For those of you who equate the arrival of a super Wal-Mart to Baxter with progress, I have to ask: Where is the progress in minimum wage jobs? Where is the progress in offering health care that's too expensive for most employees to afford? Where is the progress when the jobs you destroy outnumber the jobs you create? Where is the progress when the impervious surfaces created by the footprint of your store and parking lot will add massive amounts of storm water runoff that will transport automobile emissions, trash and even fecal coliform into our lakes and rivers where we swim and fish? Where is the progress in constructing a 200,000 square foot building that has all the architectural appeal of a porta-potty? Where is the progress in having another generic big-box retail store that is only accessible by car and that will only offer consumers what we can already buy somewhere else? Where is the progress in destroying a community's sense of place? Sure, Wal-Mart offers "low, low prices," but they come at a high, high cost.
If that's progress, what's next for Baxter's future a sweatshop so we can put our kids to work? Hey, if it creates jobs and gives us inexpensive things to buy, why not?
The straight scoop
Last Friday (Feb. 7, 2003) The Dow Industrials closed at 7,864.23 and was reported it was the lowest close since Oct. 11 when the close was 7,850.29. Why was it not reported that the close on December 31, 1997, was 7,908.15? To me it is a five-year low and not a three-month low.
President Bush ran on a campaign that we were in a recession and he could enact a tax cut and bring us back to better times. When will they appear?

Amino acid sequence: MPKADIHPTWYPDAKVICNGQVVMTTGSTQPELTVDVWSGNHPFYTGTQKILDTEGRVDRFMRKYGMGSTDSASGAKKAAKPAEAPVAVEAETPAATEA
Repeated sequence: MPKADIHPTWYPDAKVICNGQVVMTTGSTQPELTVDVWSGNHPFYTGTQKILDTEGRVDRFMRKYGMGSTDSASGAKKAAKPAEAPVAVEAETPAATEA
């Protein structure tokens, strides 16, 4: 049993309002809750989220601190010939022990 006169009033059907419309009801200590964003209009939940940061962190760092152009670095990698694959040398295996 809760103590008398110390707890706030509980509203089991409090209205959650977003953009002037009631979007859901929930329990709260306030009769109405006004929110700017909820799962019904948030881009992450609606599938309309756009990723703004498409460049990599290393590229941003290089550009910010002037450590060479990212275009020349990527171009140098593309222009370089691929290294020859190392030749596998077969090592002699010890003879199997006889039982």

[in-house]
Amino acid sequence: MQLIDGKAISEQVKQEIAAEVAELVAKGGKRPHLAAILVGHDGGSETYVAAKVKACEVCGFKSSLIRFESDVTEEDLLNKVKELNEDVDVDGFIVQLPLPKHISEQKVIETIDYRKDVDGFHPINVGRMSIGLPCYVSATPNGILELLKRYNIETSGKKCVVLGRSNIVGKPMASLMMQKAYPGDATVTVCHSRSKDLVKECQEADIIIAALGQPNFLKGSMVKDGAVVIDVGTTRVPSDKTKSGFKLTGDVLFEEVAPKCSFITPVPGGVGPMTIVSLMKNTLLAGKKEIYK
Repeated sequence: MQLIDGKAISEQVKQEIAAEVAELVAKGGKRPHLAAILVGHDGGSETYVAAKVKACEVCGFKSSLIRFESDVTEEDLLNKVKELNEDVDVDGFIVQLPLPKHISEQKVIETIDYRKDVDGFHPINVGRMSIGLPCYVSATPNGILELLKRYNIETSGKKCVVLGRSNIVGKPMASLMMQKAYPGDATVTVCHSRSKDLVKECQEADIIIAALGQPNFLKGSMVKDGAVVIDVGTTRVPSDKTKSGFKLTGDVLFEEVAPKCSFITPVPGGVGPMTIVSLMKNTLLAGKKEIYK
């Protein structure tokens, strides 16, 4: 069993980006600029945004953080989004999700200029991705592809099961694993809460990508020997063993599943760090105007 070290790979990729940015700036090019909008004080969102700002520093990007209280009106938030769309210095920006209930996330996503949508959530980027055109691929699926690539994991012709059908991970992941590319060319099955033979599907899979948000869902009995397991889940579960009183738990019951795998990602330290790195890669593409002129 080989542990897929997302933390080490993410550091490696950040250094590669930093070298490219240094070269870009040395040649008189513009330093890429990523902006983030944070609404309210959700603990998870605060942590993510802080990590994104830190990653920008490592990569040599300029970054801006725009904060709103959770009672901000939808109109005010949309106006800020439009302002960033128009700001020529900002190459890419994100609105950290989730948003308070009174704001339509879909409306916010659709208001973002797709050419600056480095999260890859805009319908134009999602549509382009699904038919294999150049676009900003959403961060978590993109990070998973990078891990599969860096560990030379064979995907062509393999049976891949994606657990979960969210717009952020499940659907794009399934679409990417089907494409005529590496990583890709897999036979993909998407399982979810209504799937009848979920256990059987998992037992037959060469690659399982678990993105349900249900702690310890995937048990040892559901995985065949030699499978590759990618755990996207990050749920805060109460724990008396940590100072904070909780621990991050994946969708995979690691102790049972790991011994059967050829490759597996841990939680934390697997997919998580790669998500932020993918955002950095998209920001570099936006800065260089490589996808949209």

Also the government reported that the jobless rate was down to 5.7 percent in January from 6 percent jobless rate in December. There was only a small blurb that the government changed the way it figured the jobless rate this year.
Come on financial re-porters, give us the straight scoop.
I read the Echo article on how the DNRs new rule on turtle harvesting will hurt the economy of Nisswa. It will probably have a similar impact on Longville.
The DNR Fisheries needs to answer some important questions.
Minnesota state law (MS 14.22) says the DNR needed to inform Nisswa and Longville of it's intent to change the law on turtle harvest. Turtle racing in those towns is not exactly a secret. Why didn't Fisheries contact those towns?
Minnesota law (MS 14.69) says that agencies must make rules based on facts. The Fisheries admits there is no data that indicates painted turtles are in trouble in Minnesota. Minnesota is blessed with hundreds of thousands of acres of protected wetlands where painted turtle harvesting is prohibited thus it is highly unlikely that painted turtles are in trouble in our state.